It you don’t need any high resolution ADC (Xbee is 10 bit) or need a protocol (I2C, SPI etc) for your sensors then the Xbee modules can be used to periodically transmit analog or digital inputs without the need for a microcontroller. Add a micro and use the API and now you have a powerful easy to use wireless network.
@ OUBen85 - Guys I have been using the Electric Imp 001 with environmental tail for many weather related projects and have been very happy with their service. Temp, humidity, bara pressure, light and volts.
You program the board and the server code on their servers. So my imps take temperature every hour then I put then into deep sleep to conserve battery life. So far my imps have been running on 9v batteries for over 3 months.
When you make a change to your device code, the next time the imp wakes up and reports to the cloud, it downloads the new code automatically.
Once the data get to the imp servers, I push it to my Azure WebAPI, and then on to Azure Table Storage. From there my website publishes charts and graphs.
The board plus sensors cost $30 on Amazon.
Good find! They dont ship to Europe, do you happen to know anywhere else that stocks the env tail?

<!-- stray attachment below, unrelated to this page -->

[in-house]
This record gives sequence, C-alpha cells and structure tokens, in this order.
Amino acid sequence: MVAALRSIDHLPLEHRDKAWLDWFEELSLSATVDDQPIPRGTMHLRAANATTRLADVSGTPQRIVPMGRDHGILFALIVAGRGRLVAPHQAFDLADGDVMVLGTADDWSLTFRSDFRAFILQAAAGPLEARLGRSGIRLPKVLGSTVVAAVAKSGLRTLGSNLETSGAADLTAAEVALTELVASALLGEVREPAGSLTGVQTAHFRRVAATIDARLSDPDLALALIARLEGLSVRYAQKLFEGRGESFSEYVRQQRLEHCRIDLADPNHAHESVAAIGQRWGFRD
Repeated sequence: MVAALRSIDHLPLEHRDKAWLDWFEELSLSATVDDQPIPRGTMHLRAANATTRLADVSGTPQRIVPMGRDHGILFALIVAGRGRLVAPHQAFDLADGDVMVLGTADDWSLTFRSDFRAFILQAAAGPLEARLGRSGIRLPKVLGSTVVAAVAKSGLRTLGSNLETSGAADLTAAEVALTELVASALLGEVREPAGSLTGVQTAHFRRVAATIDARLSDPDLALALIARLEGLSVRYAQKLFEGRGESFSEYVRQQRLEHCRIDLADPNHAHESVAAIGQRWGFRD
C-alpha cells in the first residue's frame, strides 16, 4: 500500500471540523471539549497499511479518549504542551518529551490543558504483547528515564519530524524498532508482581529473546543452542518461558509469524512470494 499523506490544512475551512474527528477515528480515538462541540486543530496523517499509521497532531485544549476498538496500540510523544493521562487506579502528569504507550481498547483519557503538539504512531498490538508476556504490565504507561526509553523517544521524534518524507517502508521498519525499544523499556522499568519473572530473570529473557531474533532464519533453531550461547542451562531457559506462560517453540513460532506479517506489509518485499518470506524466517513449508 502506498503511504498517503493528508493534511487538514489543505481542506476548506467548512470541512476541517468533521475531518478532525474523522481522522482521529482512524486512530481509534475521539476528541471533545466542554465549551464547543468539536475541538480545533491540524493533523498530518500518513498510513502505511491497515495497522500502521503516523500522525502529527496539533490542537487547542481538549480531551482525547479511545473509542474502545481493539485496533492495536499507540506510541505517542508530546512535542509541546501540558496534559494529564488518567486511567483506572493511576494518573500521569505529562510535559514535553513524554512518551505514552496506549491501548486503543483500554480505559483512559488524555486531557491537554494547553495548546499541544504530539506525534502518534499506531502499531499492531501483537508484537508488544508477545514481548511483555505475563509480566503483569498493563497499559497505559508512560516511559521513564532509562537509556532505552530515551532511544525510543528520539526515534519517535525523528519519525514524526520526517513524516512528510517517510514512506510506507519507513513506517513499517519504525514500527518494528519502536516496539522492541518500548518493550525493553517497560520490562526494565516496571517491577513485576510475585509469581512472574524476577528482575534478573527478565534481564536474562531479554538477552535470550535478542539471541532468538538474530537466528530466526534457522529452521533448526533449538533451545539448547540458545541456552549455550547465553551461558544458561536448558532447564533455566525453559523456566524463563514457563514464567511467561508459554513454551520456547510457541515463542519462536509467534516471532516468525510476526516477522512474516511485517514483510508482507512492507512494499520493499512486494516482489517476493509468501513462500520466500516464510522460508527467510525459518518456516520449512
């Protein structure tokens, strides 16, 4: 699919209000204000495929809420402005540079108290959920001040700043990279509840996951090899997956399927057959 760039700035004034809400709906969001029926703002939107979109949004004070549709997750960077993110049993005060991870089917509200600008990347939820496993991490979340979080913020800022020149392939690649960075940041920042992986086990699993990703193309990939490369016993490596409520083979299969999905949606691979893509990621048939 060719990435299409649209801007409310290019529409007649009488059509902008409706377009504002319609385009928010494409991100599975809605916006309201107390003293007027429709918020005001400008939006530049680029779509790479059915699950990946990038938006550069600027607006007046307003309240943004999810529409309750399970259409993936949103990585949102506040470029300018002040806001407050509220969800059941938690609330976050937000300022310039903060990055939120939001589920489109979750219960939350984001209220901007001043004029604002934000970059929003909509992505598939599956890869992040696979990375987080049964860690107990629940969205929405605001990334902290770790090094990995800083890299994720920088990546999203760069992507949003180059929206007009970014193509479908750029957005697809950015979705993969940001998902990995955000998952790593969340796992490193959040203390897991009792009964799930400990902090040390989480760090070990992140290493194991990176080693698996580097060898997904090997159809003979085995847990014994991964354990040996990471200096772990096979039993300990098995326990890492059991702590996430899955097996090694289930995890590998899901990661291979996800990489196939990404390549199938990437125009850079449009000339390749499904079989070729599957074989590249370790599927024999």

My only suggestion is that WiFi is not necessarily a good low power sensor network target, plus it’s point-to-basestation not mesh, and relatively close range. Bet you don’t have Imp sitting in a paddock 1km away from it’s closest neighbour (like is possible with other wireless choices). It’s perfectly fine for within your house, or immediate surrounds, but if that’s not your problem space then it’s not your solution…
@ Brett - Bet you don’t have Imp sitting in a paddock 1km away from it’s closest neighbour
You are right. My sensors are within spitting distance of my router.
I am exploring Multitech’s LoRaWAN solution for long range projects.
@ njbuch - No I don’t. Too bad.
You might try mailto:sales@ electricimp.com. Hugo, the man, will give you a quick response. The forum is very active as well, someone in Europe should chime in.
@ Brett @ Dave McLaughlin @ terrence
Hello folks and thanks again for you helpful contributions…and apologies for my slow reply on the thred that [em]I[/em] started!